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On Being Catholic

Updated on September 26, 2015
Sallie Mullinger profile image

Sallie is a retired mother and grandmother who has written short stories for most of her life. Her stories are from her heart to yours.

Immaculata Church Mt. Adams Cincinnati Praying of the Steps
Immaculata Church Mt. Adams Cincinnati Praying of the Steps
Cathedral Basilica of the Assumption Covington Kentucky
Cathedral Basilica of the Assumption Covington Kentucky
First Communion Christ the King Church Cincinnati 1958
First Communion Christ the King Church Cincinnati 1958
Cardinal Pacelli Grade School Cincinnati Ohio
Cardinal Pacelli Grade School Cincinnati Ohio
Our Lord Christ the King Church Mt. Lookout Cincinnati Ohio
Our Lord Christ the King Church Mt. Lookout Cincinnati Ohio

Things we learn as children, come back to mean something as we grow older. Such is the case with being Catholic

On Being Catholic

It certainly aint what it used to be!

In today's world, being a Christian is somewhat looked upon as an affliction and I sometimes feel very much in the minority for my beliefs on many social issues and the teachings I was raised with concerning those issues.

It wasnt always this way.

Growing up Catholic, I was steeped in religion. Like a teabag..I was drenched with Catholicism.

In those days, we went to Mass and Communion every day of the week, except for Saturday and then again on Sunday. Lots of us would have tried to get out of the Monday-Friday requisite Mass, but nuns had a way of knowing exactly who was sitting in those pews and who wasnt. God help you if you werent there and didnt have a note. There werent too many acceptable excuses for not being at daily Mass either, so you knew that if you werent there, you had better have a pretty darned good excuse. Even if you'd been in the hospital with a deadly illness or disease or had to have your tonsils out or worse your tonsils AND your adenoids, the nun would look at you with those eyes and that expression that conveyed a total lack of belief. Basically, it just wasnt worth the wrath of the good Sisters of Notre Dame De Namur to bother skipping Mass.

Now, all these years later, what I am realizing is that the strictness and resolutely dogged determination of those nuns to make sure we were at Mass, was the beginning of a solid life ethic which transcended for many of us into good work ethics, acceptance of responsibility for our actions and just an overall good way of living our lives.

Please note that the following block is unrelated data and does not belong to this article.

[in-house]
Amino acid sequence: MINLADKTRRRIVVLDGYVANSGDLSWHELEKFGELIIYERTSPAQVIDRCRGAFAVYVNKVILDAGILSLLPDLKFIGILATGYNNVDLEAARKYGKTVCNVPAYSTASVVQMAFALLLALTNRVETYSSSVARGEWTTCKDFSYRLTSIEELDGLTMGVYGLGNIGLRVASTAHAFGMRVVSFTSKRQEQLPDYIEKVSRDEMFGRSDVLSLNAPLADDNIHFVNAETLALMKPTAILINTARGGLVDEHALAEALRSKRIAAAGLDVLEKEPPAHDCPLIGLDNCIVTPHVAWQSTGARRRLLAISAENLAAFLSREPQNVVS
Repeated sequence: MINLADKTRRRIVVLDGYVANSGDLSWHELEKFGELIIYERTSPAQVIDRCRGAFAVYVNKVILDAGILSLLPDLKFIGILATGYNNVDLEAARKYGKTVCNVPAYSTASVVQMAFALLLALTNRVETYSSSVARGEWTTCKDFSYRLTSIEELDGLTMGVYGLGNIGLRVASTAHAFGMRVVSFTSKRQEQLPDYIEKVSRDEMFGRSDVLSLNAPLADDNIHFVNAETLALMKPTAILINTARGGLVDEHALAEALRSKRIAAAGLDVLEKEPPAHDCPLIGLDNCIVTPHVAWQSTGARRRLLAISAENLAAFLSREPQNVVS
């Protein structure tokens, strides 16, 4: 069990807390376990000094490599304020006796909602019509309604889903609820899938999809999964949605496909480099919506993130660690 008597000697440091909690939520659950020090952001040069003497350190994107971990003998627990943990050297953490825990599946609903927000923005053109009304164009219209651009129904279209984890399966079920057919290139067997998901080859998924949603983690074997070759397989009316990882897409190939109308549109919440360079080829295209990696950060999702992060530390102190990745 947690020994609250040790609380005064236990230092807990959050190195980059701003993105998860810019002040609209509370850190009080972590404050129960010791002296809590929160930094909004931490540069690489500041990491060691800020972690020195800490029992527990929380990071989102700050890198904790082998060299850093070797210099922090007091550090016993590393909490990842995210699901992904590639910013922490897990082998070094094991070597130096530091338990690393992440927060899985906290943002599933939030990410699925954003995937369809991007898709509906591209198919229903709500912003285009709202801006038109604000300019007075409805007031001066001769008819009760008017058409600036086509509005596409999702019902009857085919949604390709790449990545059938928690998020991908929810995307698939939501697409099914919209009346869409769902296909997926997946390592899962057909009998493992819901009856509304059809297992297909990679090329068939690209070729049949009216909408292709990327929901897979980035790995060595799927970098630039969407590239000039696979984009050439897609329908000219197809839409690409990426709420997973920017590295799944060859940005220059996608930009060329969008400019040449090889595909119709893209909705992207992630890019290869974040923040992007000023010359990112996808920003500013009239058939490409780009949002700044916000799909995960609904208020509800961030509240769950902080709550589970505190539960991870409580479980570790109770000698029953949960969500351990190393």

There were traditions upon traditions. We could count on midnight Mass at Christmas and May crowning in May. There was First Communion and Confirmation, both held in pretty high esteem by parents and the nuns and the priests. For girls, we got a pretty new dress and neat veil to wear at First Communion. For Confirmation all we got was a slap on the cheek from the Bishop and a crap-load of incense thrown around church but we were now Soldiers of Christ and what that meant probably didnt hit any of us then, but later in our lives, if nothing else, the solemnity and tradition of receiving that sacrament, did.

First Communion was usually in May and after an entire year of being “prepared", we knew enough to know that we had better not screw it up and God help you if you were that unlucky kid who puked all over the place during First Communion. It happened in my class and looking back, Im pretty sure it was because Sr. Julia made such a damned big deal about it. The kid was green and those of us sitting around him just knew what he was about to do. Out came the inevitable green sawdust and the horrible stench was enough to make someone else start retching.

I remember thinking that if he puked anywhere near my brand new white shoes and my brand new white anklets with lace on the top that Id probably have to “accidentally” push him into his own puke.

We took for granted this thing called religion. It was mundane and repetitive. Like the uniforms we had to wear. What we didnt realize, however, is that the very repetitiveness of it was building a foundation of belief and of faith for, most of us, the rest of our lives.

There were components of it, however, even back as far as 2nd grade when I made my First Communion that I appreciated.

I loved singing in the choir. 7th and 8th grade girls were required to sing in the choir, everyday at Mass. Back then it was all in Latin and Im still amazed at how effortless it was for us to roll those responses off our tongues as tho we had always spoken Latin. There was "high" Mass and "low" Mass. High Mass was candles blazing all over the alter and more songs sung and usually a longer sermon. Low Mass was "quick in...quick out".